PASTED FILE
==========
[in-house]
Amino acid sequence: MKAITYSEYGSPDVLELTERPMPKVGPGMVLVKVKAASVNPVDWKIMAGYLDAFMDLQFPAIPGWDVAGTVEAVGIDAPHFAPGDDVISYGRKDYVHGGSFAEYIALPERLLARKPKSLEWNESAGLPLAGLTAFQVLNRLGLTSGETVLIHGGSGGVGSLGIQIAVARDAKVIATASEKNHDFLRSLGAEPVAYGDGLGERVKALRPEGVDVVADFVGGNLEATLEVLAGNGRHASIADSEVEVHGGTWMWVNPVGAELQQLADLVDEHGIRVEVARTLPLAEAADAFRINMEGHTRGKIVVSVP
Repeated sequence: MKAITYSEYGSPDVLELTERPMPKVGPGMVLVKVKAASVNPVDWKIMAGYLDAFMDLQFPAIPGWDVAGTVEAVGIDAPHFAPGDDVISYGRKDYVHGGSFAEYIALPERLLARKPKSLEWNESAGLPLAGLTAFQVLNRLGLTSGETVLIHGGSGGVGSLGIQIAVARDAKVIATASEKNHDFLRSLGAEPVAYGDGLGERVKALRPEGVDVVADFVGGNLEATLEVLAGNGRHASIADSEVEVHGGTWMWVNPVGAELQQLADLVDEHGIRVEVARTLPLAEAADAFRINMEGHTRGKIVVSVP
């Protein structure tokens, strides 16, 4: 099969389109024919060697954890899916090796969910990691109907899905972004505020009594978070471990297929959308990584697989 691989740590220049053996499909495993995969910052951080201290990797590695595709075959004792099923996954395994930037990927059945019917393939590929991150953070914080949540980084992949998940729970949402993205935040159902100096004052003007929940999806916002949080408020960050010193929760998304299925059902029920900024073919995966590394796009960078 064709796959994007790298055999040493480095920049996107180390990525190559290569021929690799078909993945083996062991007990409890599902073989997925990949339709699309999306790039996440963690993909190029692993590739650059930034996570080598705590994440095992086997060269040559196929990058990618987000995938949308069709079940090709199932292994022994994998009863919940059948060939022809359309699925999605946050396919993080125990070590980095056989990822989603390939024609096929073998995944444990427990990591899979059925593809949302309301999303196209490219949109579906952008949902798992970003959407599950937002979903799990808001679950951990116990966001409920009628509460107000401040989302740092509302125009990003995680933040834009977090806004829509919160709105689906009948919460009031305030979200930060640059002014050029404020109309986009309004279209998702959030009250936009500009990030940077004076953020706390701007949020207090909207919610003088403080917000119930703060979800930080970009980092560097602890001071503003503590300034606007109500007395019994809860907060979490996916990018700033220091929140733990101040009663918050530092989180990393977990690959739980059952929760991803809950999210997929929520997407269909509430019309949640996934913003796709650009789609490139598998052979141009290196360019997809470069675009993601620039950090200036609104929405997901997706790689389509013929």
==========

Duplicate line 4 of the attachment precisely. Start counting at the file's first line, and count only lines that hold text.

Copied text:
């Protein structure tokens, strides 16, 4: 099969389109024919060697954890899916090796969910990691109907899905972004505020009594978070471990297929959308990584697989 691989740590220049053996499909495993995969910052951080201290990797590695595709075959004792099923996954395994930037990927059945019917393939590929991150953070914080949540980084992949998940729970949402993205935040159902100096004052003007929940999806916002949080408020960050010193929760998304299925059902029920900024073919995966590394796009960078 064709796959994007790298055999040493480095920049996107180390990525190559290569021929690799078909993945083996062991007990409890599902073989997925990949339709699309999306790039996440963690993909190029692993590739650059930034996570080598705590994440095992086997060269040559196929990058990618987000995938949308069709079940090709199932292994022994994998009863919940059948060939022809359309699925999605946050396919993080125990070590980095056989990822989603390939024609096929073998995944444990427990990591899979059925593809949302309301999303196209490219949109579906952008949902798992970003959407599950937002979903799990808001679950951990116990966001409920009628509460107000401040989302740092509302125009990003995680933040834009977090806004829509919160709105689906009948919460009031305030979200930060640059002014050029404020109309986009309004279209998702959030009250936009500009990030940077004076953020706390701007949020207090909207919610003088403080917000119930703060979800930080970009980092560097602890001071503003503590300034606007109500007395019994809860907060979490996916990018700033220091929140733990101040009663918050530092989180990393977990690959739980059952929760991803809950999210997929929520997407269909509430019309949640996934913003796709650009789609490139598998052979141009290196360019997809470069675009993601620039950090200036609104929405997901997706790689389509013929």